May 28, 2024
Finance

How saving for retirement is changing in 2024


Saving for retirement is getting a little easier in 2024 thanks to the phase-in of a handful of provisions stemming from the Secure 2.0 Act, which became law at the end of last year.

Here’s a roundup of some of the key retirement-related changes to watch out for in the new year and planning-related moves to consider.

New retirement saving reforms and rule changes

Employers will be able to consider student loan payments as qualifying contributions toward retirement-matching programs. That means if your employer provides a match to your 401(k) contributions and you are paying down your student loan, you could count your monthly student loan payments as your “contribution” to your employer-provided retirement account, even though your dough isn’t going in there.

Your employer’s match does, however, go into a retirement savings account. Provisions from the retirement law makes it possible for employers to earn a tax break on that type of match. The precise matching formula and whether the employer offers this depends on the employer.

Read more: Retirement planning: A step-by-step guide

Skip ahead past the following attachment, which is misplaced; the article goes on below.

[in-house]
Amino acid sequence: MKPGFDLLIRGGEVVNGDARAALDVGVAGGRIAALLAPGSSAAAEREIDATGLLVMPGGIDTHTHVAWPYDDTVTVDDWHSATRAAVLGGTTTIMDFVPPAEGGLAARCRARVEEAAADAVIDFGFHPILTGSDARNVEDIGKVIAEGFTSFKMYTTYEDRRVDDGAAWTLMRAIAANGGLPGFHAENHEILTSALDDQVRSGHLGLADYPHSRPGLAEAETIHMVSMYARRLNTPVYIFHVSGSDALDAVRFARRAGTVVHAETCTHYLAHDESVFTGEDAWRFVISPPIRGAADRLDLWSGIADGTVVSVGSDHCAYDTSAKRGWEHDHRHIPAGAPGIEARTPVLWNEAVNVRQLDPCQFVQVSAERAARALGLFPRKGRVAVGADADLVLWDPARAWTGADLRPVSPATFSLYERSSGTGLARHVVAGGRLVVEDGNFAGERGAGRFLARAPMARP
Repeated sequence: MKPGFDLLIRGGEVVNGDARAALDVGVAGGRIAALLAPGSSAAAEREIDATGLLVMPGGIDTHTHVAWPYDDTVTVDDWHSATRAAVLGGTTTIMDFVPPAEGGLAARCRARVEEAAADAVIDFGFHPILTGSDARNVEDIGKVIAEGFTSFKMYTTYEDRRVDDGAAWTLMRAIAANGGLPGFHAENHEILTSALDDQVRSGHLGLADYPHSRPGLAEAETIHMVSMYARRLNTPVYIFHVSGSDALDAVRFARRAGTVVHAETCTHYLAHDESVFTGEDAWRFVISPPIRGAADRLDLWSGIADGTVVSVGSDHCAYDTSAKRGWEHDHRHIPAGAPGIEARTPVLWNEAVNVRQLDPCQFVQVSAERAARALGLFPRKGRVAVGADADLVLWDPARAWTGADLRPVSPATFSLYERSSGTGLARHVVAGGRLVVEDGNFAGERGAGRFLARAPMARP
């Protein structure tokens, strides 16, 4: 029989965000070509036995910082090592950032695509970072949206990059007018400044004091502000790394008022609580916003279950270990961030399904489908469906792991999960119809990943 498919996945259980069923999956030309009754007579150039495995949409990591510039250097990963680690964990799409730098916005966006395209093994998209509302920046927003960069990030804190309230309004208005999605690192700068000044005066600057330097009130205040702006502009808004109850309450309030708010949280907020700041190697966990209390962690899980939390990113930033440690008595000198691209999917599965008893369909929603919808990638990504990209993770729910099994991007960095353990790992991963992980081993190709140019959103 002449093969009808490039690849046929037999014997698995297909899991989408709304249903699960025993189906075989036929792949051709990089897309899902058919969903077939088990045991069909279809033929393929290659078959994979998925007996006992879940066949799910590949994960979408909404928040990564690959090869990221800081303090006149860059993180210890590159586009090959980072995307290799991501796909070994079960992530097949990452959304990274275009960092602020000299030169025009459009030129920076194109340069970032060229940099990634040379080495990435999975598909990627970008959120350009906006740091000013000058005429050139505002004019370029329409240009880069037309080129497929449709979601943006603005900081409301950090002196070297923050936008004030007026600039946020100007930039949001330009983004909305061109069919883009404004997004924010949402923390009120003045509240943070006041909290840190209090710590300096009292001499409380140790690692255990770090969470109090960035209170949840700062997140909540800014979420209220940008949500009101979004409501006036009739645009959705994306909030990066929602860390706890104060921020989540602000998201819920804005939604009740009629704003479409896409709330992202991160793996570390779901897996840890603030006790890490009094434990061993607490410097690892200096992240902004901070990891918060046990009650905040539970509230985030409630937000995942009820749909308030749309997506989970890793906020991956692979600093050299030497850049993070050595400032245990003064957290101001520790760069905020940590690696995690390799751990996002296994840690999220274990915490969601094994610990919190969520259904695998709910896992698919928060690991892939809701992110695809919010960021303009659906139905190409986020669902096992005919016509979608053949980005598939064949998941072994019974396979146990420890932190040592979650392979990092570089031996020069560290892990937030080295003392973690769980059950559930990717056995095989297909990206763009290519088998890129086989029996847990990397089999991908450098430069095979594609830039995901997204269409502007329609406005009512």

There will be easier emergency access to retirement savings accounts. Ransacking retirement accounts to pay for unexpected financial shocks spiked in 2023 as inflation and interest rates stretched Americans’ budgets. This might help solve that for some folks. Starting in 2024, you may be able to pull up to $1,000 annually from a retirement account for specific emergency needs without owing the 10% early distribution penalty.

And if you agree to pay it back within three years, you might not face a tax bill on the sum either. That’s providing the withdrawal can be tagged to a personal or family emergency.

Domestic abuse victims under age 59½ can now take up to $10,000 from their IRAs or 401(k)s without paying the 10% penalty tax.

Close-up of man's hands in a light blue shirt holding U.S. dollar banknotes in front of him. Business and finance concept

There will be easier emergency access to retirement savings accounts starting in 2024. (Getty Creative) (Olga Dobrovolska via Getty Images)